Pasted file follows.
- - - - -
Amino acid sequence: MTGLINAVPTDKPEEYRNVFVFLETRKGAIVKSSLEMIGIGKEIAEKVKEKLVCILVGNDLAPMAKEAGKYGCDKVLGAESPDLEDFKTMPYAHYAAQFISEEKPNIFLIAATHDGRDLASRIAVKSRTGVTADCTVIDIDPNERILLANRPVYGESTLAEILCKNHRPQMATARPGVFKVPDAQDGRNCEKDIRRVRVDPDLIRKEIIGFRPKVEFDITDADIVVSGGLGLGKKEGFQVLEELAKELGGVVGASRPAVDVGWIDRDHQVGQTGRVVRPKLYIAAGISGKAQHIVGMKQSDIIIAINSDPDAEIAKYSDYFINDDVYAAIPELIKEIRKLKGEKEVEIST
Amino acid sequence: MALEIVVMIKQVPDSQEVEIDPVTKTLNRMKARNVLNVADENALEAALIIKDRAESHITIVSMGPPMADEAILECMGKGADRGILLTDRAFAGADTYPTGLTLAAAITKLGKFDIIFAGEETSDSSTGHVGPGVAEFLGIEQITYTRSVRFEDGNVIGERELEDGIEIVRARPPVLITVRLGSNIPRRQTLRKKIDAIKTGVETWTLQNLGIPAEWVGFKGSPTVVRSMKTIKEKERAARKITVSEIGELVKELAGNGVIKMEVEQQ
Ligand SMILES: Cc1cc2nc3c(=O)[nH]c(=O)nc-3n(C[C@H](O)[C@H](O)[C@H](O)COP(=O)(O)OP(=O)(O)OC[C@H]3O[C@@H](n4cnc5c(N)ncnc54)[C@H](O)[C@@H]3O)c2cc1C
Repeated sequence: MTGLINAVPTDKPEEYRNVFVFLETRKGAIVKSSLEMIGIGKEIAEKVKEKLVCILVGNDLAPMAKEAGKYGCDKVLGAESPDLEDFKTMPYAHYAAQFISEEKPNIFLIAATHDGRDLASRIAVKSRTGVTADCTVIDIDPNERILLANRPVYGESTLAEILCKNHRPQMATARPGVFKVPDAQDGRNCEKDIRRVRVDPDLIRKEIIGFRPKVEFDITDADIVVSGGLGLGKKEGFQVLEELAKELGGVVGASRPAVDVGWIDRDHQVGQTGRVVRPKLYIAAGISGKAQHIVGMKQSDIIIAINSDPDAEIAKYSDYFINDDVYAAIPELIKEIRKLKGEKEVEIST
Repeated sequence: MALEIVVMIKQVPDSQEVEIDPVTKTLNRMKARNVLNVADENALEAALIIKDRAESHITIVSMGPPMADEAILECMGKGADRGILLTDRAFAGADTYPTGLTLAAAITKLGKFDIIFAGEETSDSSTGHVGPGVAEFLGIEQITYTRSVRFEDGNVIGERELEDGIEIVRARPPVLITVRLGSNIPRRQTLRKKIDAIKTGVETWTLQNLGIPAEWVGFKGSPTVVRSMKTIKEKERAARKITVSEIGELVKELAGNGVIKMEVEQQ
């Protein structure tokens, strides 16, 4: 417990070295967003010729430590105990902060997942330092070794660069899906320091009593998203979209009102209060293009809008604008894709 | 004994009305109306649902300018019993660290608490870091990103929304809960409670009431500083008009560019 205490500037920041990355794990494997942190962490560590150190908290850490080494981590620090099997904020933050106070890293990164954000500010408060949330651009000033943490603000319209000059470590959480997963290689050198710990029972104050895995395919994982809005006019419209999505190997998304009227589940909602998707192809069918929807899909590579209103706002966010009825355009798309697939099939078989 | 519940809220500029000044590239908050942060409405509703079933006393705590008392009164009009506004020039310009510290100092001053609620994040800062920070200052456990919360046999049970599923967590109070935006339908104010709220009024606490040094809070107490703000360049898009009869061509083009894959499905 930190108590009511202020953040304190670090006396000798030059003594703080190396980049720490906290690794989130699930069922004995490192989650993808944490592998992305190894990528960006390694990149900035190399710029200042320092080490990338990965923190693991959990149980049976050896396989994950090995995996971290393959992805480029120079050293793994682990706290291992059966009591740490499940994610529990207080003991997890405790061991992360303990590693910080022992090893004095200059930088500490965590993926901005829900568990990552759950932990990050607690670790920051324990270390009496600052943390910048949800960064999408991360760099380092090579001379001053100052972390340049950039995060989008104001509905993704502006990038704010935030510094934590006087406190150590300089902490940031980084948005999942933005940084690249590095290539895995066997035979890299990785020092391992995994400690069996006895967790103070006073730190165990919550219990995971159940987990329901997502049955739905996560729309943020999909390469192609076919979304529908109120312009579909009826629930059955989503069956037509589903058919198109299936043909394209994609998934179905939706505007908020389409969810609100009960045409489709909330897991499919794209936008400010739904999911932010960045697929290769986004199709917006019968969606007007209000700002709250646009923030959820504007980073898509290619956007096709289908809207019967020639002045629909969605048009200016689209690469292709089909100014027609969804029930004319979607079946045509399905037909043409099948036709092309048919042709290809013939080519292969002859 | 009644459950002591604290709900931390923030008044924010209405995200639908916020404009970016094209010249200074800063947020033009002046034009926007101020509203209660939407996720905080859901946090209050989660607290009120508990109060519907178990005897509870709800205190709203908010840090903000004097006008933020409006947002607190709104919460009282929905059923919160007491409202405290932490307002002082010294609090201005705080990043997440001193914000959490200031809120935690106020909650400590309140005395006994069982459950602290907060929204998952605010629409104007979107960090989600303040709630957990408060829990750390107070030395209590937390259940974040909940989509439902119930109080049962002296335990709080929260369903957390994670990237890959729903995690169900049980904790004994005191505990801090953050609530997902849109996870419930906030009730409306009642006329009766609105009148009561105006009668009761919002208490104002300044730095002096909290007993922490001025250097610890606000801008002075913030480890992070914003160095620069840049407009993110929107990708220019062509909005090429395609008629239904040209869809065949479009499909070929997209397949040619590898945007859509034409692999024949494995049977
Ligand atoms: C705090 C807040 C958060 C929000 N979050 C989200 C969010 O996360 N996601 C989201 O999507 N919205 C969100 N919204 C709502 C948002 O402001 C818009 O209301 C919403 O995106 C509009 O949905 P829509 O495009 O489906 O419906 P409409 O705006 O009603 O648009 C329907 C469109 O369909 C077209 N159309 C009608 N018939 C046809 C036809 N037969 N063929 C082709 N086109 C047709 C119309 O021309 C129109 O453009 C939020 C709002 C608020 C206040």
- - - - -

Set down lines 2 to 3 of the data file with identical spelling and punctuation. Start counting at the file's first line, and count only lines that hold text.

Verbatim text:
Amino acid sequence: MALEIVVMIKQVPDSQEVEIDPVTKTLNRMKARNVLNVADENALEAALIIKDRAESHITIVSMGPPMADEAILECMGKGADRGILLTDRAFAGADTYPTGLTLAAAITKLGKFDIIFAGEETSDSSTGHVGPGVAEFLGIEQITYTRSVRFEDGNVIGERELEDGIEIVRARPPVLITVRLGSNIPRRQTLRKKIDAIKTGVETWTLQNLGIPAEWVGFKGSPTVVRSMKTIKEKERAARKITVSEIGELVKELAGNGVIKMEVEQQ
Ligand SMILES: Cc1cc2nc3c(=O)[nH]c(=O)nc-3n(C[C@H](O)[C@H](O)[C@H](O)COP(=O)(O)OP(=O)(O)OC[C@H]3O[C@@H](n4cnc5c(N)ncnc54)[C@H](O)[C@@H]3O)c2cc1C